I think there are different ways to approach the use of XLIFF documents in

translation tools, depending on how much of XLIFF's features are used. So

maybe a step-by-step approach could be considered.



--1- Simple Use


The first one is very simple and pretty much works already. For example, RWS

has been  using TagEditor to translate XLIFF files for years now, and we

have--almost--no problems. The reason is because we use currently a simple

content: some text inside <trans-unit>, no <alt-trans>. So the issue of

segmentation doesn't exist: TagEditor segments as it wants and we get back

clean files our filters can merge.


We do have to do some workaround to ensure that:


a) The translation goes into the <target> elements (so we make sure the

XLIFF document has a <target> element with the source text).


b) The <trans-unit> element with an attribute translate='no' are protected

(so we add an additional <NTBT> tag inside any <target> with translate='no'

and use a DTD settings file where <NTBT> is protected).


It's not very pretty, but overall the process works.



--2- Segmenting


The real problems start when XLIFF contains <alt-trans> and/or when there is

assumption from the producer of the XLIFF document that the translation tool

will look at the <trans-unit> elements as leverageable segments.


You wrote: "One of the main obstacles I see for XLIFF as a generic

interchange format for translatable content is how the format requires

segmentation to be applied at a filtering stage, without allowing it to be

changed later in the process."


I think you may be misled by the name of the element. An XLIFF <trans-unit>

does not pre-suppose any type of segmentation. So it is not quite correct to

say that the segmentation cannot be changed later: nothing prevent an XLIFF

document to be manipulated in any way, as long as it is returned to a form

that will be usable by its original filter. In other words, one could take

an extracted XLIFF document where the <trans-unit> element contain

'paragraphs', run it through a utility that will use the segmentation engine

of a translation tool such as Trados' and "re-break" the <trans-unit>

element. This would give you the equivalent of a pre-segmented Trados RTF



For example, an original extraction like this:


<trans-unit id='100'>

 <source xml:lang='en'>First sentence. Second sentence.</source>



Could be transformed as something like this:


<group id='100' restype='x-myOriginalTUgroup'>

 <trans-unit id='100-1'>

  <source xml:lang='en'>First sentence. </source>


 <trans-unit id='100-2'>

  <source xml:lang='en'>Second sentence.</source>




Or you could also use the <mrk> inline element to do the same thing, like



<trans-unit id='100'>

 <source xml:lang='en'><mrk mtype='phrase'>First sentence. </mrk><mrk

mtype='phrase'>Second sentence.</mrk></source>



The problem (currently) is that XLIFF does not address explicitly the topic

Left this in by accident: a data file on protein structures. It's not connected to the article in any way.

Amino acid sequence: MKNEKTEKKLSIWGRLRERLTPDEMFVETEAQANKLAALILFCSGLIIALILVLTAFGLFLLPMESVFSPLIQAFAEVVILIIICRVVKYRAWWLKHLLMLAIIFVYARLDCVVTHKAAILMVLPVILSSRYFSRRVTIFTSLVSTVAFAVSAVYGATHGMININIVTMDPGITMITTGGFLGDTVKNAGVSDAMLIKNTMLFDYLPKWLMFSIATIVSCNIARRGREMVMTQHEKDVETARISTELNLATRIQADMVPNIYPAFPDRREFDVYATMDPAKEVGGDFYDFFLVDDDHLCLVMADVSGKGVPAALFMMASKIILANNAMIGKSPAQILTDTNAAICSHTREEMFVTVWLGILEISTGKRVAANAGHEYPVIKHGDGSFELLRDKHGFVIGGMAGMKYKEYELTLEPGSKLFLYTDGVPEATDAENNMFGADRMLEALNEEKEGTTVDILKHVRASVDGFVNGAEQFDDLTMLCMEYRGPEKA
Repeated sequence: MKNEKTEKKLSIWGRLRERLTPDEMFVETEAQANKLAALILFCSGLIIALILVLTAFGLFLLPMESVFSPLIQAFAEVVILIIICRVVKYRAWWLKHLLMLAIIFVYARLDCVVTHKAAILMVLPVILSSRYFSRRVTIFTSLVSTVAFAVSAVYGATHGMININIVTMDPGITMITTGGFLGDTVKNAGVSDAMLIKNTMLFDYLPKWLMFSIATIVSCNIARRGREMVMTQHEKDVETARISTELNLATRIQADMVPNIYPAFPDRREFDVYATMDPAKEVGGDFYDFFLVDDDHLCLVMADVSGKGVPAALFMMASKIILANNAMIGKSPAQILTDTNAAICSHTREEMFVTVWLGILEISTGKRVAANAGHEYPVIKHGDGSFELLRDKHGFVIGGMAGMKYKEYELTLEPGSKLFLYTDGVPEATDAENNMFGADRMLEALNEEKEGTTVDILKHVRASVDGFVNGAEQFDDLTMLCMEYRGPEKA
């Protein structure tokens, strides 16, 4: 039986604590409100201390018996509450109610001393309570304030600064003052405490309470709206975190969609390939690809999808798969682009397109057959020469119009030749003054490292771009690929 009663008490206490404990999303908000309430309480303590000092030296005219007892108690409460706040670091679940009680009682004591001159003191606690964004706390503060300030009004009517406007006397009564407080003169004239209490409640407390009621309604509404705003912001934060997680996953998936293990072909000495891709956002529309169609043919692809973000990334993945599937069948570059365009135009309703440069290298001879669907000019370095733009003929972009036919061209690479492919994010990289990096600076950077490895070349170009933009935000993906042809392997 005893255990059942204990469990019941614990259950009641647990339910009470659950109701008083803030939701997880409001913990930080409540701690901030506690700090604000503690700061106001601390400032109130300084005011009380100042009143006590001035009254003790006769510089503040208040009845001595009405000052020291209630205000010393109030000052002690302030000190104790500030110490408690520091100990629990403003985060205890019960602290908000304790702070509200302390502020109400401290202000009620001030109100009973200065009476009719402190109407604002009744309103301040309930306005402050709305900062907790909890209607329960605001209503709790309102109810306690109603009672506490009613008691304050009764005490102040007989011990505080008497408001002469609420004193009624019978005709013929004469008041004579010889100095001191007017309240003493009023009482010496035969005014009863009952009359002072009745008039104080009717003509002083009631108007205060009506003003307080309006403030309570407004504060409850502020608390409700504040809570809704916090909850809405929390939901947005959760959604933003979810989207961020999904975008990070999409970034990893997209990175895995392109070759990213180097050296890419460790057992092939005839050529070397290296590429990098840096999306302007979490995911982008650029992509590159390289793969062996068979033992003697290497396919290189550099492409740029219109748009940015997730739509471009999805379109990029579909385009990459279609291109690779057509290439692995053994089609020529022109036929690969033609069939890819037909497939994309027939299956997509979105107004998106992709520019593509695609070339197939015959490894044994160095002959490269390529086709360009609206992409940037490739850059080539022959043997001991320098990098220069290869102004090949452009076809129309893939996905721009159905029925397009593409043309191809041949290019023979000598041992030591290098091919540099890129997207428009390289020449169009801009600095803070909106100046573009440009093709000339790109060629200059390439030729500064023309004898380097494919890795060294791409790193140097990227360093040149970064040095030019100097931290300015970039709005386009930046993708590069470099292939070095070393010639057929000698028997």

of segmentation at all. There is no guidelines or rules to tell the

extractor how to represent segments, or even what a segment is.


Will this be addressed in a future version of XLIFF? I sure hope so. There

are several possibilities:


- New elements or a different namespace inside the <source> and <target>

element (currently non-XLIFF namespaces are not allow there, you have to use

<mrk> for assigning specific information to runs of text).


- SRX could possibly used at some level, although I'm not sure yet how this

would play into the picture.


- Some guidelines could also be set to use <group> and <trans-unit> in a

certain way to decompose a 'paragraph' into 'sentences', so any filter could

rebuilt the original 'paragraph' and merge it back.



--3- The Core Issue


I think we could see the whole problem from a different angle. Some of XLIFF

requirements do not fit into a classic translation tool system because XLIFF

is not a source document, but more like the output of a content management



In my view TM tools serve essentially two purposes: First they allow to not

retranslate something that was translated in a previous project. And

secondly they allow to re-use an existing translation when working on a new



I think it's important to make a distinction between these two functions.

The first one is a fix for a problem that exists upstream in the process:

the fact that we are not able to know what has changed from one version of

the source document to the next, or at least not able to package it in a way

it's useable. But nowadays, this limitation is slowly disappearing with the

use of CMS. More and more the customer of translation knows what has changed

and does not need the TM tool do provide such function. This said, TM tools

are still very useful because they still provide their second function:

reuse of existing text when translating new one.


So, maybe one way to approach XLIFF, is to see it just like a CMS:

<trans-unit> element being holder of a text object (whatever its

granularity), <alt-trans> elements being existing translations of these text



Maybe the support of XLIFF could be done step by step:


First addressing the more general issues, which are not linked to CMS-type

problems and exist in other XML formats than XLIFF: a) support for taking

the source text from one place (<source>) and putting it in another

(<target>), and b) support for conditional translation (translate='no').


For example, how would I define a DTD settings for this file? (a real-life



<dialogue xml:lang="en-gb">

 <rsrc id="123">

  <component id="456" type="image">

   <data type="text">images/cancel.gif</data>

   <data type="coordinates">12,20,50,14</data>


  <component id="789" type="caption">

   <data type="text">Cancel</data>

   <data type="coordinates">12,34,50,14</data>





Here only "Cancel" is to localize. So the only efficient way to express what

is translatable would be by an XPath expression:



We run into such issues with many XML documents and have to create XSL

templates to workaround TagEditor's limitations. So allowing the DTD

settings to be more flexible in that aspect would help not only in

supporting XLIFF, but more importantly in supporting many other XML formats.


Then, we could look at how <alt-trans> could be supported, and it's effects